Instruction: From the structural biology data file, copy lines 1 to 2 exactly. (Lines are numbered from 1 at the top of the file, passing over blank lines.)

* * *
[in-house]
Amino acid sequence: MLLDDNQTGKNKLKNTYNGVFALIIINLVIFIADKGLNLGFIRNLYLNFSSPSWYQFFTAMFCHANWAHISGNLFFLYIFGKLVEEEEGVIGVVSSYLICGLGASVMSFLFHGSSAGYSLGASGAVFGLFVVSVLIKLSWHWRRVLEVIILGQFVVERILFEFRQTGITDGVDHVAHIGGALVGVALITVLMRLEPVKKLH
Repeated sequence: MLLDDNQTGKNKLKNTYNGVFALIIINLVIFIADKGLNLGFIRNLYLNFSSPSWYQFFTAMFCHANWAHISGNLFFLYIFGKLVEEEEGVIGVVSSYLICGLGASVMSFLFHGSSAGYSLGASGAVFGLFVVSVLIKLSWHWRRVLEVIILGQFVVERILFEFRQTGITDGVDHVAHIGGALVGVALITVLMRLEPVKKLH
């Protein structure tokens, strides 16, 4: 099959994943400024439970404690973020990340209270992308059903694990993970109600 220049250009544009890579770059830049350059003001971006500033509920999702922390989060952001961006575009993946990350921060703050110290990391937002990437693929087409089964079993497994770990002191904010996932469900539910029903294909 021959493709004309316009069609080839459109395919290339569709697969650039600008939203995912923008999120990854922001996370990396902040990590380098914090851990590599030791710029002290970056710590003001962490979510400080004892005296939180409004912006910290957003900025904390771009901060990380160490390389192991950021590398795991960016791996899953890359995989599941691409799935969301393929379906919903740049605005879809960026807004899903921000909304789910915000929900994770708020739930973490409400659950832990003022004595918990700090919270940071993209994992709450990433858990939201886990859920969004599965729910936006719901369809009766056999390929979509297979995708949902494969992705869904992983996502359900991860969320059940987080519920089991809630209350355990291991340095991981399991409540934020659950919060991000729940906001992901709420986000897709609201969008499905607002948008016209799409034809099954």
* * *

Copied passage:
[in-house]
Amino acid sequence: MLLDDNQTGKNKLKNTYNGVFALIIINLVIFIADKGLNLGFIRNLYLNFSSPSWYQFFTAMFCHANWAHISGNLFFLYIFGKLVEEEEGVIGVVSSYLICGLGASVMSFLFHGSSAGYSLGASGAVFGLFVVSVLIKLSWHWRRVLEVIILGQFVVERILFEFRQTGITDGVDHVAHIGGALVGVALITVLMRLEPVKKLH